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•   Similar to a Parallel Load Counter, the Shift Register is shown in Figure
9.93.
•   Uses a 2-to-1 Mux (AND/OR) to control inputs to the FF in the SR. The
input choice is from the previous FF Output or the Parallel Input.
•   When Load = 1, Parallel Data is loaded in on the next clock pulse.

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Universal SR
• Combines the basic functions of a Parallel Load SR with a
Bi-Directional SR.
• Uses Two Control Inputs (S1,S0) to select the function

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Universal SR Truth Table (S1/S0)

S 1 S 0 Function               D3      D2      D1         D0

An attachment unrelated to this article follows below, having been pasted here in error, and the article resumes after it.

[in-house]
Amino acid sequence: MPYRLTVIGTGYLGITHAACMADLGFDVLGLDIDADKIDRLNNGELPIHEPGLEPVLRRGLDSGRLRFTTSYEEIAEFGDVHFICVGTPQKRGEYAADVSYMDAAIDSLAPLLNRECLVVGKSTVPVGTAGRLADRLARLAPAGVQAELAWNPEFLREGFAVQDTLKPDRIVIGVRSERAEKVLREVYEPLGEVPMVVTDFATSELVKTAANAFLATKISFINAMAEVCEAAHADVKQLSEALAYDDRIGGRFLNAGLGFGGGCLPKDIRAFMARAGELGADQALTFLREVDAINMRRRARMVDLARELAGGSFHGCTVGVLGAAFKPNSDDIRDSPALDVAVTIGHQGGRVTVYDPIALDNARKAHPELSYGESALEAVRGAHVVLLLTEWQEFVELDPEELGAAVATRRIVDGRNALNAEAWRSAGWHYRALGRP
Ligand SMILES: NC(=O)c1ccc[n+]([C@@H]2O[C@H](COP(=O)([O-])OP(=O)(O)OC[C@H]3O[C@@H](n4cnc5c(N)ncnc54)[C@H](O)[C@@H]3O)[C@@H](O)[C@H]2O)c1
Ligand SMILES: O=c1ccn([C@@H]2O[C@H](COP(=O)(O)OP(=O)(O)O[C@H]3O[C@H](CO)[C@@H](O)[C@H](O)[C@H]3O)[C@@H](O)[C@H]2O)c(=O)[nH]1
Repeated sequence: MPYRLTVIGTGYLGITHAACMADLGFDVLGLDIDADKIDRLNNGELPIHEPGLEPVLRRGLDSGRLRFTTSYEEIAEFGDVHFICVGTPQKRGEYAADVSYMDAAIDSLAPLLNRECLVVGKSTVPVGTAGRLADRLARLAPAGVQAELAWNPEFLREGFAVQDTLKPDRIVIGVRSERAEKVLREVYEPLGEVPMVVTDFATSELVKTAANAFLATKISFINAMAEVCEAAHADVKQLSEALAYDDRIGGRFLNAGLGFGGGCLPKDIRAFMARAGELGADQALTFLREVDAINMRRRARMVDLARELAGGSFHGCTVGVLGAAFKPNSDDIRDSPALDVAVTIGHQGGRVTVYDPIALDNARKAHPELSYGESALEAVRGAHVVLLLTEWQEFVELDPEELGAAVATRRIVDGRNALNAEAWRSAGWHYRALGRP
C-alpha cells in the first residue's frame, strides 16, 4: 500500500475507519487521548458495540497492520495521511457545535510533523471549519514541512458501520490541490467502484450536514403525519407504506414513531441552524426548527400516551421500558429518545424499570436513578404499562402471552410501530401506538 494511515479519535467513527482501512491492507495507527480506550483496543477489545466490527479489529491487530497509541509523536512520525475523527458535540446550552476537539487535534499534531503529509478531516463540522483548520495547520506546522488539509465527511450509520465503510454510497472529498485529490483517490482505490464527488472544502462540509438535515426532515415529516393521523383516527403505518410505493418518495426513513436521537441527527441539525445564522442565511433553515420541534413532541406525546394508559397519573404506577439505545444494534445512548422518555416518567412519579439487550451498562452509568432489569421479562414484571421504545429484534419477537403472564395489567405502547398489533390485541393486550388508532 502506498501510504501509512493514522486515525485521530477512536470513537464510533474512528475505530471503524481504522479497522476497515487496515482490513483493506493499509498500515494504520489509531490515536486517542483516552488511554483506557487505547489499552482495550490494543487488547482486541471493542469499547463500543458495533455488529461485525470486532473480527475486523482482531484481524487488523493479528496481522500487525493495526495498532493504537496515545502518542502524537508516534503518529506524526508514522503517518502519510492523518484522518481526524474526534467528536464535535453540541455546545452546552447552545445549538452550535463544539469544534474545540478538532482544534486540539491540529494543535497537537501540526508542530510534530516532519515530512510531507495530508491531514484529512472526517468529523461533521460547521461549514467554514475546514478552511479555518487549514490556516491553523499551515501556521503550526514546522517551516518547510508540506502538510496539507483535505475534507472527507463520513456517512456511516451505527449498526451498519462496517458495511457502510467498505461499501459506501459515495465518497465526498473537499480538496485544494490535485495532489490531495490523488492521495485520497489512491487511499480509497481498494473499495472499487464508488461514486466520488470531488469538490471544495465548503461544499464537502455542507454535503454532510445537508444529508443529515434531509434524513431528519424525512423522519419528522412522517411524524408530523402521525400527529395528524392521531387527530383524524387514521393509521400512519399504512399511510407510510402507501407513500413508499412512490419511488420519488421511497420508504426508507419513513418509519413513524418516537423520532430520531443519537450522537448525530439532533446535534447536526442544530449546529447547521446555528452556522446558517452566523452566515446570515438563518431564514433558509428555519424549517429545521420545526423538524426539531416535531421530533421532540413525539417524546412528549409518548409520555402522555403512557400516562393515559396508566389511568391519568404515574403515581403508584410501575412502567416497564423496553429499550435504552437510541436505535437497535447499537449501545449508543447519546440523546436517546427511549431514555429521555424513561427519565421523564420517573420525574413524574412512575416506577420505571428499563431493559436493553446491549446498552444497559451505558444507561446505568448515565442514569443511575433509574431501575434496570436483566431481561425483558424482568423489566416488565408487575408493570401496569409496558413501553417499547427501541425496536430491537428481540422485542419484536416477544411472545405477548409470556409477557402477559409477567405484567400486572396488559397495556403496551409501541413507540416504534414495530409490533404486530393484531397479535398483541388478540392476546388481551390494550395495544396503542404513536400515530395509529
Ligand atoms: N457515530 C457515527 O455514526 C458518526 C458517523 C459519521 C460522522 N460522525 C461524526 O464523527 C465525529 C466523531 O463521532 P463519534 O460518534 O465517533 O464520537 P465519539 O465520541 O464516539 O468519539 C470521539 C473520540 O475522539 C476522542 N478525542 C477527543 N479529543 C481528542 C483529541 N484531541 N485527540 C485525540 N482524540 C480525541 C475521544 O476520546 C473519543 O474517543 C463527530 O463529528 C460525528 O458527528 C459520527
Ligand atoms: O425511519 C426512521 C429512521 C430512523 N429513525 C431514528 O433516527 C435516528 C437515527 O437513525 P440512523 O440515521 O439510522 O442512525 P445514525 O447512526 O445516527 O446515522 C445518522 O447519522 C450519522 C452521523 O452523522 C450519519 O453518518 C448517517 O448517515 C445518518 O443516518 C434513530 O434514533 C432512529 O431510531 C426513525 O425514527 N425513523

0    0 Hold                   Q3     Q2      Q1     Q0
0    1 Shif t Left
Shift Right       RSI *    Q3      Q2     Q1
1           t Right
0 Shif Shift Left        Q2     Q1      Q0    LSI **
1    1 Load                   P3     P2      P1     P0
* RSI = Right-Shif t Input / ** LSI = Left-Shif t Input

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LPM Shift Registers

• Allows the use of a Programmable LPM
shift register called lpm_shiftreg.
• Has various required and optional
parameters that are defined, such as
LPM_WIDTH… (Table 9.16 in text).
• Design approach is the same as for
Counters using Structured VHDL.

33
Shift Register Counters
• Two types: Ring and Johnson
• Ring Counter: A serial Shift Register with
feedback from the output of the last FF to
the input of the first FF.
• Counter sequences are based on a
continuous rotation of data through the
SR.